Goo Goo Dolls celebrate 24 years of Syracuse memories

The upstate heroes played a lighthearted, often nostalgic show at the OnCenter Tuesday night.

John Rzeznik pointed to a girl in the crowd as the music died down and the lights dimmed. He waved his hand toward his chest, brushing his large golden necklace, signaling for the girl to pass up her big, blinking sign. “Let me see that,” he said. The crowd parted and formed an assembly line across the rows, sending the white sign Rzeznik’s way. It read “biggest fan” in large, blue letters with a row of blinking white swirls underneath. “This is a technological marvel,” he said, gawking at the flashing poster. “Do you want it back?”

Photo: Anthony Garito
John Rzeznik pulls a fans sign from the crowd during the Goo Goo Dolls concert Tuesday night at the OnCenter in Syracuse.

The sign slowly made its way back to the proud fan as Rzeznik rejoined his band members, Mike Malinin and Robby Takac. They form the Goo Goo Dolls, originally a Buffalo bar band that’s evolved over the last 24 years into a pop-rock sensation. The group performed Tuesday night in Syracuse at the Crouse-Hinds Concert Theater for a sold-out house, filling the relatively intimate venue with classics like “Slide,” “Iris,” and “Black Balloon,” all former Billboard chart hits.

Though the Goo Goo Dolls have thoroughly shed the image of an unknown Buffalo band, the group revisited fond memories of its humble start playing club gigs in Syracuse. Rzeznik, the lead singer and guitarist, used to drive to Syracuse late in the afternoon for shows once he finished his day job of manning the hot dog cart outside the Buffalo county courthouse.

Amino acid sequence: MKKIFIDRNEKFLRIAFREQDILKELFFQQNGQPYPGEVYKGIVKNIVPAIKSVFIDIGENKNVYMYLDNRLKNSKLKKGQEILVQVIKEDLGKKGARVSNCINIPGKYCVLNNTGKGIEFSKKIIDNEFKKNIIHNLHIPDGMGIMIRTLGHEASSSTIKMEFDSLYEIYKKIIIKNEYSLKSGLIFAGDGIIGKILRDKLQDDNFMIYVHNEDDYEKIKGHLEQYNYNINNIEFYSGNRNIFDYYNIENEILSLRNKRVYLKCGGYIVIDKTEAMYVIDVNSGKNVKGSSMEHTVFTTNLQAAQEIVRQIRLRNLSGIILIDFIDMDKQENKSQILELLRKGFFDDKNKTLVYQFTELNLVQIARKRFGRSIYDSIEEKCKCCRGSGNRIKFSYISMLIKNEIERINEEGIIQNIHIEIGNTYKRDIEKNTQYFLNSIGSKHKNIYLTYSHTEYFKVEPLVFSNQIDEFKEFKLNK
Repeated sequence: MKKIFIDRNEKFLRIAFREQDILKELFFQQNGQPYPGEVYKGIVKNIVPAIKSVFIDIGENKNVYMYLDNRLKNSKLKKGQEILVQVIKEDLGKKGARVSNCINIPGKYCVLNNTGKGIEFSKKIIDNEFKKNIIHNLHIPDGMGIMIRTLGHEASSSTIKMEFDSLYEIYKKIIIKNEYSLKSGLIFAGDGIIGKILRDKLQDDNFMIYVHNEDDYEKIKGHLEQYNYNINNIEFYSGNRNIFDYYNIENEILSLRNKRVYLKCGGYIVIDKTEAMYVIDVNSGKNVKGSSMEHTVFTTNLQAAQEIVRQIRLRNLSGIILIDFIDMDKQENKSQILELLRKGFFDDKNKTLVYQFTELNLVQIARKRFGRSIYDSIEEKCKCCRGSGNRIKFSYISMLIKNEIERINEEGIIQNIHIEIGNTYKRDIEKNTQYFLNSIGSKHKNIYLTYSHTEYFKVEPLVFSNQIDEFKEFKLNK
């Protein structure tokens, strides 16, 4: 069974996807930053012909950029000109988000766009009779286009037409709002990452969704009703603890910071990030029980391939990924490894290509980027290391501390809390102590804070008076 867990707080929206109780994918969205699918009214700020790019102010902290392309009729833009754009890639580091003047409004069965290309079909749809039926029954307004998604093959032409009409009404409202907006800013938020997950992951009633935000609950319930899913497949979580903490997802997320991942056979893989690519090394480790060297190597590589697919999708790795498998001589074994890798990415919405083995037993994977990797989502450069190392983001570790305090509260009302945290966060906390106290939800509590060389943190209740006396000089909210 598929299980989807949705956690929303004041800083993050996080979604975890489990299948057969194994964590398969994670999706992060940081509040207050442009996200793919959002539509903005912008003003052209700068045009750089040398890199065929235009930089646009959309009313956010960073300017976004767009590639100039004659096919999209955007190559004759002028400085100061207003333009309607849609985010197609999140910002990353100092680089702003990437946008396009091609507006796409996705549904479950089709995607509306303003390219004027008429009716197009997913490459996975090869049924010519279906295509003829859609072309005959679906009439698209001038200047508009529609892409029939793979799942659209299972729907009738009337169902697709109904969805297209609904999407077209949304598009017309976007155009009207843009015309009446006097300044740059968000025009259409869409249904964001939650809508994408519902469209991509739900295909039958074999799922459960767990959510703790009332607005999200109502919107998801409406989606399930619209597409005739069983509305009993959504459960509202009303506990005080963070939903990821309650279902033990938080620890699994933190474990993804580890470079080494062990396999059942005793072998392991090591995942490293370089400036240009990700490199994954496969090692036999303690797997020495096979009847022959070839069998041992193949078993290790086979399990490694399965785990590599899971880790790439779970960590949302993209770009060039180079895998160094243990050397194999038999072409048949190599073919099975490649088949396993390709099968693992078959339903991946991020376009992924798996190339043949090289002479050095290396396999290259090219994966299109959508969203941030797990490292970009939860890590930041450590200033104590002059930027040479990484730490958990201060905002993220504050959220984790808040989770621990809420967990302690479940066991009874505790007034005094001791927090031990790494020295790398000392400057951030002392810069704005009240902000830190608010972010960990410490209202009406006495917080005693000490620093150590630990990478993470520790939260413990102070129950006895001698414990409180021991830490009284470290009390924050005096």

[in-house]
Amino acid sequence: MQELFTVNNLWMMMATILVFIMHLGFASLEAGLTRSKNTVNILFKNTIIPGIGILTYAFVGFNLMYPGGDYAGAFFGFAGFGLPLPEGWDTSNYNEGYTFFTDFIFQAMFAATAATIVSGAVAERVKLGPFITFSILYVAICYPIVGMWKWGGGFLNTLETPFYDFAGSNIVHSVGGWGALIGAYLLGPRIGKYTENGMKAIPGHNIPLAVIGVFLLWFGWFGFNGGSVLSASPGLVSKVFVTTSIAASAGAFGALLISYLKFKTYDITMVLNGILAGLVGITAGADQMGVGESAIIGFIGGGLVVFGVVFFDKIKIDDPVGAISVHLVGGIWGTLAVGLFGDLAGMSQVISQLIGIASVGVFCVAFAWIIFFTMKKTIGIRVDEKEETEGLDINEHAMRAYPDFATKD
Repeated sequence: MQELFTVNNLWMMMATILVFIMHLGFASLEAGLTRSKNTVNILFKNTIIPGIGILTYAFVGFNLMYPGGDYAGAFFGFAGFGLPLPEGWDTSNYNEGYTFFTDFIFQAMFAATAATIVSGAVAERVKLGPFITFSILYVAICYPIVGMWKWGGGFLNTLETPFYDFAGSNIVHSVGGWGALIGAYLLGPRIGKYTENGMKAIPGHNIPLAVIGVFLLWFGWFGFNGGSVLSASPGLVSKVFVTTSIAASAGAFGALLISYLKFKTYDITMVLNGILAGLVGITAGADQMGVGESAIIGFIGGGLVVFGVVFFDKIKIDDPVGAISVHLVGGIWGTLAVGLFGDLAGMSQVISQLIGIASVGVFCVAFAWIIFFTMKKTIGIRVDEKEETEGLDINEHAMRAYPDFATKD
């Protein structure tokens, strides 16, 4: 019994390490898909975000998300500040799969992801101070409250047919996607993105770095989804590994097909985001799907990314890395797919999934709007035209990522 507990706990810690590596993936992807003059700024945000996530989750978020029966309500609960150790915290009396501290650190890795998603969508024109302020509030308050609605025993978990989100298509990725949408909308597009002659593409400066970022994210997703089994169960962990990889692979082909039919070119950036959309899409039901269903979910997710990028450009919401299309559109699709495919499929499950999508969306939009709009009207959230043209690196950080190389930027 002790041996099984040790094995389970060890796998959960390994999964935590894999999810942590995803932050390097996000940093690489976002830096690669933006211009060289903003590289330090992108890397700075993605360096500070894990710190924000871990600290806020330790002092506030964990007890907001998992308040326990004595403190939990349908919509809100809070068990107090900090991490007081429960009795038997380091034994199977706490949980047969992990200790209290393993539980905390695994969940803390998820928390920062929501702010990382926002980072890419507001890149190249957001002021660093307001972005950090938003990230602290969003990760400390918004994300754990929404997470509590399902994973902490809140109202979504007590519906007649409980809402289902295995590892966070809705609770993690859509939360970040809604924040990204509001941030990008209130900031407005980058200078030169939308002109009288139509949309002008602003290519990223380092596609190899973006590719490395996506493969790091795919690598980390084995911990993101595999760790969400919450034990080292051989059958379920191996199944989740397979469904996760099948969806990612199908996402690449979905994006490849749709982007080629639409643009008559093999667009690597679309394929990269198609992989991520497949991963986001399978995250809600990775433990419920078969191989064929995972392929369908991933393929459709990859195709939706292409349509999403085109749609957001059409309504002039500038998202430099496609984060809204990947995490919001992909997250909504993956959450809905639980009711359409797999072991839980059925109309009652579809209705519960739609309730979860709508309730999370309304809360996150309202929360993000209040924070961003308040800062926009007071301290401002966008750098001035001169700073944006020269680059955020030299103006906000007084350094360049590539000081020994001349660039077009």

Takac also remembers Syracuse distinctly, though he recalls less of the city’s music scene and more of its drinking culture. “Everyone at Syracuse is really smart because they paint their drunken college students in safety orange and let them run around the streets,” Takac said, laughing.

The band carried that light-hearted, carefree mood throughout the night, engaging the crowd with jokes about pirating music, bad backs and the miraculous longevity of the Goo Goo Dolls. Before playing “Name,” a favorite from the band’s 1995 album A Boy Named Goo, Rzeznik leaned into the microphone and lamented, “Only two of us can remember when this song came out: me and this dude right here.”

The spotlight shifted to a middle-aged man in the front row. Rzeznik chuckled with the guy, finding common ground among a crowd of mostly twenty- and thirty-somethings. “Aw, I’m just kidding. Here, thanks for being a good sport, dude,” Rzeznik said, flicking his guitar pick to the fan.

Some scattered compliments found their way into the mix, too – like showing appreciation for such a large turnout to a concert on a weeknight in the midst of a poor economy. “I know times are tight, so I just wanted to say thank you for coming out tonight,” Rzeznik said. He also counted his blessings in terms of staying power, a luxury most other 90s pop bands haven’t seen. Enjoying his extended time in the limelight, Rzeznik spotted a camera-holder in the crowd Tuesday night and gave her a nice shout-out.

"Hey, you. Yeah you, with the videocamera," Rzeznik said. "Keep rolling. I want to see this sh*t on YouTube."

The Goo Goo Dolls, on tour to promote their album Something For the Rest of Us, made a stop in Syracuse Tuesday night at the OnCenter. (Photo: Anthony Garito)


That was a great show <3 Great band <3 and Great sign! <3  :P  Ok, I'm biased.. it was my sign, but still...  :P  This was also a great review and I love coming back to read it now and then...

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